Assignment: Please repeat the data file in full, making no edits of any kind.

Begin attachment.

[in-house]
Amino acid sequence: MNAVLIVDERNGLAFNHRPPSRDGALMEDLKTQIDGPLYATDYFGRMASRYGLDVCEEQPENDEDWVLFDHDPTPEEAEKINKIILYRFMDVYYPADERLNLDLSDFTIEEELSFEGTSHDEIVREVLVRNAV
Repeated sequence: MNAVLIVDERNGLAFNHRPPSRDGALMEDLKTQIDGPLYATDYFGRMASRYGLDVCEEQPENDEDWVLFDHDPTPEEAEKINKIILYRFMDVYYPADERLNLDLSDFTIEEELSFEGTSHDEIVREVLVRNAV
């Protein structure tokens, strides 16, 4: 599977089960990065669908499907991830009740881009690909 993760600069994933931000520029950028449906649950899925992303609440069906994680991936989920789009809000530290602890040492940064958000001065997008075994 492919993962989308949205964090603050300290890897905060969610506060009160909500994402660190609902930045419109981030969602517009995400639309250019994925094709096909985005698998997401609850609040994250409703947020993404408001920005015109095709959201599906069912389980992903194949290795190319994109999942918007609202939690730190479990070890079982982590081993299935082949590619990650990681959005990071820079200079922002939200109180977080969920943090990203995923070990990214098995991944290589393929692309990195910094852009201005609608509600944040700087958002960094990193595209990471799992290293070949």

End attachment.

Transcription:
[in-house]
Amino acid sequence: MNAVLIVDERNGLAFNHRPPSRDGALMEDLKTQIDGPLYATDYFGRMASRYGLDVCEEQPENDEDWVLFDHDPTPEEAEKINKIILYRFMDVYYPADERLNLDLSDFTIEEELSFEGTSHDEIVREVLVRNAV
Repeated sequence: MNAVLIVDERNGLAFNHRPPSRDGALMEDLKTQIDGPLYATDYFGRMASRYGLDVCEEQPENDEDWVLFDHDPTPEEAEKINKIILYRFMDVYYPADERLNLDLSDFTIEEELSFEGTSHDEIVREVLVRNAV
């Protein structure tokens, strides 16, 4: 599977089960990065669908499907991830009740881009690909 993760600069994933931000520029950028449906649950899925992303609440069906994680991936989920789009809000530290602890040492940064958000001065997008075994 492919993962989308949205964090603050300290890897905060969610506060009160909500994402660190609902930045419109981030969602517009995400639309250019994925094709096909985005698998997401609850609040994250409703947020993404408001920005015109095709959201599906069912389980992903194949290795190319994109999942918007609202939690730190479990070890079982982590081993299935082949590619990650990681959005990071820079200079922002939200109180977080969920943090990203995923070990990214098995991944290589393929692309990195910094852009201005609608509600944040700087958002960094990193595209990471799992290293070949």